. . .
"Hahaha! April fools! No but seriously, you're a big giant douchebag. April fools! I hope you die by falling into a giant pit of broken glass, king cobras, and arsenic. Haha! April fools!"
Anyway, I happened to post a lovely picture of a chiropractor doing an adjustment on a duck (no April fools) to Twitter earlier today:
In case you can't see it due to the mouthful of coffee you just spit all over your screen, that is actually a picture of an actual chiropractor actually doing a chiropractic adjustment on an actual duck. I'll repeat for those of you still cleaning your screens: A CHIROPRACTIC ADJUSTMENT. ON. A. DUCK.
Seriously folks, the picture just captions itself.
The response has been, ah, rather amusing, to say the least. So in the spirit of today, here are my favourite captions and responses.
Chiroquacktor doing the appropriate quack adjustments. https://t.co/6olnSrS7ex— YourBaby'sBestShot (@BabysBestShot) April 1, 2016
@DocBastard Well if it walks like a quack, talks like a quack and practises on a quack...— Fly Pastafarian (@FlyPastafarian) April 1, 2016
& no ordinary duck....but a very handsome - well dressed & highly educated duck... https://t.co/y884k8Wu9z— Are We There Yet? (@KBCanB) April 1, 2016
And these people constantly beg to be taken seriously as health care professionals https://t.co/kRN3sg6evh— GeekPharm (@geekpharm) April 1, 2016
@DocBastard The look on the duck's face says it all, "What the fuck are you doing to me, you QUACK!"— Mike Ashworth (@MikeAlphaOne) April 1, 2016
@DocBastard @mark_lynas This really fits the definition of quack medicine.— Bob Duke (@DukeofWaiheke) April 1, 2016
I imagine the duck speaking in the voice of a serene Japanese salaryman. https://t.co/qM1WRZEuLP— John Cullen (@nellucnhoj) April 1, 2016
I like the way the duck appears to be going ,'Yes, AND?' https://t.co/soAlx2lyn8— Mark (@markusparkus75) April 1, 2016
@DocBastard @tokyo_sexwhale Hahaha good April fool. Almost had me until I remembered chiropracters aren't real.— Danny (@skirmishmonkey) April 1, 2016
@DocBastard @whippletom Isn't 'real' chiropractor a bit like saying 'real wizard' though?— Haralambos Dayantis (@HCDayantis) April 1, 2016
@DocBastard @vcocozza76 Chiroquackter.— Cameron is a Pie (@GallusEffie) April 1, 2016
@DocBastard Well, I hesitate to say this, but the duck told me it did cure him. 😊— Marijke (@Marijke51) April 1, 2016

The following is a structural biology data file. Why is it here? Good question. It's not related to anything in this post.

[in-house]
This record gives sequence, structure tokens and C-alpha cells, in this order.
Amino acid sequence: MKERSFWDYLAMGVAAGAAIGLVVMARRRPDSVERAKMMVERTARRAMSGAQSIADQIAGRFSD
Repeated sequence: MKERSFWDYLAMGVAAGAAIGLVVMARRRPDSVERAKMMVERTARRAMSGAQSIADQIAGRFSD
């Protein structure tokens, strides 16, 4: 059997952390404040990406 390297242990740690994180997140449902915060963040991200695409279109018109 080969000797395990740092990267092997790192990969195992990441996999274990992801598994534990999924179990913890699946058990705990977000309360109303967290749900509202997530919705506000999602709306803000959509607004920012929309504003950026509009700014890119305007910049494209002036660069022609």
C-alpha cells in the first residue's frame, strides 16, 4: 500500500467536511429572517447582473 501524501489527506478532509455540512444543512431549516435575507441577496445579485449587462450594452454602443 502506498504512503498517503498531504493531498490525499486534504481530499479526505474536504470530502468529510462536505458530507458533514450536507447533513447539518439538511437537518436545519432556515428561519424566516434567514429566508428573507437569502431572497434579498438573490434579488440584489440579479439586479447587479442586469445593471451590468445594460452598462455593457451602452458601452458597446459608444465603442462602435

@haplesspete Duckluxation? @reasonable_hank @DocBastard— Rob (@HisRobbness) April 1, 2016
@HisRobbness Oh wait, how about some (D)Reiki Massage? @reasonable_hank @DocBastard— Hapless Pete (@haplesspete) April 1, 2016
It was a close race, but here are the runners up:
@DocBastard @TomChivers I’m an honest practitioner m’llard!— Sir Na₂Ca(CO₃)₂•5H₂O (@Gaylussite) April 1, 2016
@DocBastard here's an orthopaedic surgeon doing emergency surgery on a 🐔after she was mauled by a 🐶for comparison pic.twitter.com/FpQ8bQFb3f— Lilly Evilfatcat (@lillyevilfatcat) April 1, 2016
@DocBastard @neverjessie Donald took to the treatment like a duck to homeopathy— Beef Twister (@WildBilbo) April 1, 2016
@DocBastard @GhostOfPJK so, they say quacks don't echo but I can def see two quacks there and only one duck— justin larkin (@redstarcycles) April 1, 2016
And the winner:
@haplesspete Guaranteed to cure any Mallardy @HisRobbness @reasonable_hank @DocBastard— NotAlwaysPCBunny (@nogodsnowars) April 1, 2016
Happy April Fools Day!
I wonder what her billing policy is.ReplyDelete
Her office looks nice. I would happily do homeopathy on animals for a nice fee. How do I sign up? Do I just print some credentials from one of those downloadable certificates?Delete
Shark i just drew mine in crayon. White crayon. (It was the only color i could find)Delete
Oh, the pun, thanks Ken Brown.Delete
The duck must have thought before going there that he should give it a quack before giving up on fixing his quack pain.ReplyDelete
That joke was bad and i should feel bad.
And here we have Doctor Frick, getting ready to test a relatively new method of spinal alignment using a strap-on.ReplyDelete
Sorry, too gross even for here?
I don't know, and doubt if there are medical benefits, but a visit to the chiropractor does make me feel better.ReplyDelete
This is something doc has mentioned b4: no there are no benefits and they can in fact inflict a lot of damage on you by trying to help. Theres a reason its considered a pseudoscience, hence its not taken seriously in the scientific and medical community for a reason.Delete
I have only ever gone to one, and fortunately, she was an accredited physical therapist who, in her words, "decided there was more money in quack medicine."Delete
I mean, I never never that it was pseudo science. I wouldn't go to a chiropractor for anything but a sore back, but I was always given the impression that it was based on muscles ane knowing the anatomy of the spine and stuff like that. I always pinned it into the same field as physiotherapy, who knew you could learn something new on an April fools day article.Delete
Just listen to Connor. He knows medicine.ReplyDelete
Oh im no expert. Not a doctor, not training to be one etc. But i do know the basics and some details. Doc and others like ken on here are the true experts.Delete